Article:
There comes, perhaps, a point when there can be no further glossing over of it all. Upon the full-time whistle at Anfield this evening, Roy Hodgson looked defeated, and not just in terms of this particular football match. He was carrying the gaunt expression of a man that is surely now only living on borrowed time and it is difficult to imagine how this situation can resolve itself with any dignity for the manager. Returning home this evening, flicking through the newspapers tomorrow morning, some Liverpool supporters may look up the table to see how far they are from the Champions League places. Others may look down the table to see how far removed they are from the relegation positions. They are, of course, considerably closer to the latter than the former. It is also worth considering, however, that there are still eight teams below them in the table.
Tonight, though, wasn’t entirely about Roy Hodgson. To suggest that he can be solely responsible for such a lifeless display from the team is over-stretching the potential of his powers somewhat and the Liverpool players themselves need to take a long, hard look at themselves and their attitudes this evening. The Wolves goal came eleven minutes into the second half, but Liverpool seldom so much as threatened the Wolves goal in the remaining thirty-five minutes or so of the match. It was a comfortable an evening as their back four could have hoped for and reached its nadir with a ball, three minutes into injury time, lumped lazily towards the penalty area whereupon the whistle blew for an utterly predictable offside call. It was a forehead-slapping moment of knuckle-headed football which completely betrayed the position in which Liverpool find themselves. If this, one could only rationalise, is as much as they could manage in such a desperate situation, what does it say about them as professional athletes? Lifeless and disorganised, this was such a poor performance that the players have to accept a degree of culpability for it.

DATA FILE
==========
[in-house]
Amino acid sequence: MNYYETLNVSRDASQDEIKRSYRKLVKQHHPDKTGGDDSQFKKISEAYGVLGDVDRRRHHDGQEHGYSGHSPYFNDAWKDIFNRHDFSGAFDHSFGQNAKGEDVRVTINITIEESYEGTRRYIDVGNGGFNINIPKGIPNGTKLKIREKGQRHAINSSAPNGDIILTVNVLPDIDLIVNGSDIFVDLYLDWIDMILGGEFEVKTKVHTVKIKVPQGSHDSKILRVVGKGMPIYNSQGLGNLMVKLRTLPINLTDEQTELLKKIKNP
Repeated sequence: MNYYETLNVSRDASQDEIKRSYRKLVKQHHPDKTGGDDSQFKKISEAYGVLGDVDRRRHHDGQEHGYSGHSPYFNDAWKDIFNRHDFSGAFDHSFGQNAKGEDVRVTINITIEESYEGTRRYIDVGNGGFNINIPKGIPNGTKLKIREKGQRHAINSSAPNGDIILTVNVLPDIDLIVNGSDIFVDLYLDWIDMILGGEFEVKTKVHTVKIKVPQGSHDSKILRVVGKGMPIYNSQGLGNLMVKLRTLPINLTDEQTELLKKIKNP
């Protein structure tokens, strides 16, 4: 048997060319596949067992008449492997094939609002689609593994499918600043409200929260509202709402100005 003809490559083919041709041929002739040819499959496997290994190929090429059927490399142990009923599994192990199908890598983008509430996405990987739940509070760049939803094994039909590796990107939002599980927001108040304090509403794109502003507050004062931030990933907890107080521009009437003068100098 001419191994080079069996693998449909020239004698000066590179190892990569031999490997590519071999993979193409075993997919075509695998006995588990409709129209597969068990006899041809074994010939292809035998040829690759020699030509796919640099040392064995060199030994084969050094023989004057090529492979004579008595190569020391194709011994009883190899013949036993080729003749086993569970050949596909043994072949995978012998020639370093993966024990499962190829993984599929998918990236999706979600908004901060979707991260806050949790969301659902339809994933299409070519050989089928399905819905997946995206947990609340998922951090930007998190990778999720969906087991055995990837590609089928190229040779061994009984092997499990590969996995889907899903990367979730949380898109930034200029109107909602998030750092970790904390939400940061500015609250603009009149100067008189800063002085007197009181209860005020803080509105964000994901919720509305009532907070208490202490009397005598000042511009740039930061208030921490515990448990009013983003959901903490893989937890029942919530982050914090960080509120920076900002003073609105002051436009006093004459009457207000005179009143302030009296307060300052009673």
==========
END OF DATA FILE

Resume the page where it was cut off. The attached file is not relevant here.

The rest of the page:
Hodgson, however, will remain the ultimate target for the ire of Liverpool supporters and the fact of the matter that the manager takes, whether he likes it or not, the ultimate responsibility for the actions of his players on the the pitch. By the end of this evening’s match, he cut an eerily similar figure to that of Steve McClaren as England were knocked out the European Championships by Croatia in 2007. This, it is becoming apparent, may be a manager out of his depth at a club whose common currency during 2010 has been gently bubbling chaos. What is the most troubling about their current predicament, however, is the question of where any improvement is going to come from. Fernando Torres looks bored, whilst Steven Gerrard’s slump in form this season has been so great as to leave one wondering whether it’s irreversible. If the rot at Liverpool FC is as terminal as could be interpreted from this evening’s display, even replacing Hodgson may not be enough in itself to prevent a lowly finish this season, and the January transfer window doesn’t seem to be open wide enough to bring in players that will satisfy the expectations of the club’s support.